(E–pub READ) Medea Stimmen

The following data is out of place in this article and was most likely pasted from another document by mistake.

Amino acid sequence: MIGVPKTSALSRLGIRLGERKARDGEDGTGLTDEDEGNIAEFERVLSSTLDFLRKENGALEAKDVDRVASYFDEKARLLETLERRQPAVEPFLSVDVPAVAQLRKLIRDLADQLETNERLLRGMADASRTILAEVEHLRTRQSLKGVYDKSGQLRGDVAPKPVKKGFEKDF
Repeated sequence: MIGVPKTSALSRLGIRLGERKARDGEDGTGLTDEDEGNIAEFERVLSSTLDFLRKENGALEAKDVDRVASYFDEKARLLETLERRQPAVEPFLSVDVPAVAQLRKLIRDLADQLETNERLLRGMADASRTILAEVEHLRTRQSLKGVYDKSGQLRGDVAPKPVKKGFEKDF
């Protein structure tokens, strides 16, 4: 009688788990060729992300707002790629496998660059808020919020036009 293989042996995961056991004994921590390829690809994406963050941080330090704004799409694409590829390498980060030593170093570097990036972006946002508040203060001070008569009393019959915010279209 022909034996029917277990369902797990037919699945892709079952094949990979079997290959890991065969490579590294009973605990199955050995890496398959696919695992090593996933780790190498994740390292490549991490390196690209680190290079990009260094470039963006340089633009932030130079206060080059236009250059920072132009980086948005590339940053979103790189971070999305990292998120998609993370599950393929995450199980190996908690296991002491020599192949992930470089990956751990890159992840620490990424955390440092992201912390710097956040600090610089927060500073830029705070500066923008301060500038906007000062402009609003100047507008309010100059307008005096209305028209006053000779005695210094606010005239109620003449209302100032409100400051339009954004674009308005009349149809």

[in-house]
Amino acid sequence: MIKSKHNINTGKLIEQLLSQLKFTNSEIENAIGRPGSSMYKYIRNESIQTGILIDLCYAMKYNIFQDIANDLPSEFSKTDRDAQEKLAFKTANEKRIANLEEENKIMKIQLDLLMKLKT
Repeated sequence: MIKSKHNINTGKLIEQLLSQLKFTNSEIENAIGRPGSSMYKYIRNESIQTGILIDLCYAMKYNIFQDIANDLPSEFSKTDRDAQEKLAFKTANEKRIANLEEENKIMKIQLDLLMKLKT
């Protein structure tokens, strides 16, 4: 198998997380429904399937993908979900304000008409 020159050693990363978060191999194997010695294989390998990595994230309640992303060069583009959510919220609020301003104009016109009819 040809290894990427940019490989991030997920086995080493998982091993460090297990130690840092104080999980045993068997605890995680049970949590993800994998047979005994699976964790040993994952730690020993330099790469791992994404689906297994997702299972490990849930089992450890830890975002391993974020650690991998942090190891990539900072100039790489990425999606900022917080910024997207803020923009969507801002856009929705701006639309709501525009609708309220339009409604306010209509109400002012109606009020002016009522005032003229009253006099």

You be willing to sacrifice About a ear ago I read and loved David Vann s take on the Medea myth Bright Air Black It follows the original story very closely and offers few surprises in terms of plot for those already familiar with the tale but it endeavors and succeeds in giving Medea a narrative voice allowing her to tell her own story Christa Wolf s Medea published 20 The Gentle Art of Tramping years earlier than Bright Air Black is another feminist victory for this narrative but interestingly Wolf s and Vann s interpretations of Medea s character couldn t be different I love them bothVann s is very straightforward Though he at times renders her character sympathetic in a way that s deeply unsettling his Medea is every bit as violent and vindictive asou d expect Wolf approaches the narrative from a different vantage point altogether What if Corinth stood something to gain from Medea being painted as a monster This is the uestion Wolf explores in this politically driven retelling narrated in a series of monologues by Medea Jason Glauce and other individuals in the royal court at CorinthThe first thing that struck me as soon as I finished Medea s first chapter and started reading Jason s was how startlingly different their narrative voices were which I think is such an incredible and impressive feat to accomplish in a book like this which hinges on different characters perspectives telling the same story The other thing that struck me was the mastery and lyricism of Wolf s prose translated beautifully from the German by John Cullen It s possible they sense my unbelief my lack of faith in anything It s possible they can t bear that When I ran over the field where the frenzied women had strewn Interviewing Users your dismembered limbs when I ran over that field wailing in the deepening darkness and gatheredou up poor broken brother piece by piece bone by bone that s when I stopped believing How could we be meant to come back to this earth in a new form Why should a dead man s limbs scattered over a field make that field fertile Why should the gods who demand from us continual proofs of gratitude and submission let us die in order to send us back to earth again Your death opened my eyes wide Apsyrtus For the first time I found solace in the fact that I don t have to live forever And then I was able to let go of that belief born out of fear to be exact it repelled me I mean that s stunningWhat I love so much about mythological retellings the reason I read the same stories over and over again written by different authors is that each retelling offers something new each author interacts with the original story in a different way That s clear in the stark contrast between Medea and Bright Air Black how one can render Medea as a victim and the other as a villain while both staying in their own way true to the original myth Wolf s retelling is also concerned with the greater political context of Corinth at the time of Medea and Jason s arrival it reflects on how a community is willing to turn a blind eye to its leaders faults which is relevant not only in our current political climate but also to Wolf s own life when Anxiety Between Desire and the Body you consider that she grew up in the GDR This is what I mean when I talk about the universality of myth and how it belongs to everyone and how individuals from different cultures and different backgrounds can all draw different conclusions from the same story and why Euripides and Seneca s versions of Medea remain so important thousands ofears after they were written Wolf s Medea beautifully written thoughtful and resonant is the perfect reminder of this story s relevance 375I was looking forward to this reading about the one who had snakes for hair until I realised the mistake I d madeStill at least that eliminated any chance of me turning to stone and Wolf s story although not my first choice "GREEK MYTHOLOGY TEMPTRESS WAS PRETTY GOODI FOUND THIS BETTER "mythology temptress was pretty goodI found this better her other historical novel Cassandra and not knowing the story of Medea beforehand I really didn t made it appealing to me than say to those who know Greek mythology like the back of their hands Here Wolf reveals the sorceress and murderer of her children as a victim of male arrogance and sexual insecurity with her homeland a darker counterpart to the kingdom of Corinth a self aggrandizing state that brutally distorts truth to justify its imperialistic crimesThere is a chorus the kingdom of Corinth a self aggrandizing state that brutally distorts truth to justify its imperialistic crimesThere is a chorus voices here from the eponymous heroine and her weak willed adventurer husband Jason to the other important players in the unfolding drama of Corinth s power struggle As much as I did like this it s nothing compared to her masterpiece Patterns of Childhood Wolf s strength undoubtedly lies with writing about her homeland during and after the war She was there she lived it The political human being as a narcissistic monster who projects its crimes on the victim What a scary scary tale And how bizarre that I thought it was milder than Euripides and Seneca the first time I read it a long time ago It is brutally wild After her experience of the breakdown of East Germany Christa Wolf wrote this novel retelling of the ancient myth of Medea in the early 1990s after some Payback years of depression and silence due to the shock of the loss of her country and the following witch hunt that hit her unexpectedly from an increasingly arrogant West German journalism and literary criticismMedea seems to be her catharsis her way of writing herself out of the pain of not having a place to call home any The old place Kolchis in the novel had crumbled and died in the brutal showdown of an all powerful male ego Her new home Korinth needs her to be a scapegoat to deflect from inherent problems in their own political power structures The wild woman refusing to bow to ambitious and vain men is hunted down and put on trial for not being part of the danse macabre of RealpolitikWhat is truth Truth is whatou can make people believeThe honest living and breathing people the outsiders and foreigners learn the hardest possible way that there is no lie too blunt to be believed if it benefits the believer to make it an infallible truthWho killed Medea s childrenDoes it matter as long as history is written by a homo politicusMedea trying to live a real seeing life must accept her homelessness in a world of childishly egomaniac leaders supported by ruthlessly opportunistic and inhumanely indifferent advisers Gro e schreckliche Kinder Medea Das nimmt zu glaub mir Das greift um sichWhat a brilliantly twisted interpretation of the old patriarchal myth Christa Wolf offers here Her vision is crystal clear disillusioned honest and she will burn as a witch for her insolence pointing out the weakness of men as a woman and a refugeeThis is Medea in her true colours Scarier than the ancient version because she is the victim of a fake news factory not the killer holding a knife or a machine gun She is the truth that is denounced as fake news by a scared The No 1 Car Spotter and the Car Thieves No1 Car Spotter yet powerful political animalChapeau Wolf Wild womanou are I am Medea the sorceress if Giant Steps to Change the World you all will have it so The wild woman the foreigner You shall not belittle me I ve always declared to the dismay of many that if I ever had a daughter I would name her Medea My fascination with this larger than life woman has been undiminished ever since I started learning about the ancient endless eternal myths of my country from a relativelyoung age Call me weird but dark controversial figures have accompanied me for the most part of my reading life It also helped that my mother had the knowledge and the patience to explain to me how myths were made in a society of men by men and for men World Culture is loaded with mythical women who have been vilified as an excuse for the stupidity disloy. N readers a portrayal of a fiercely independent woman ensnared in a political battle.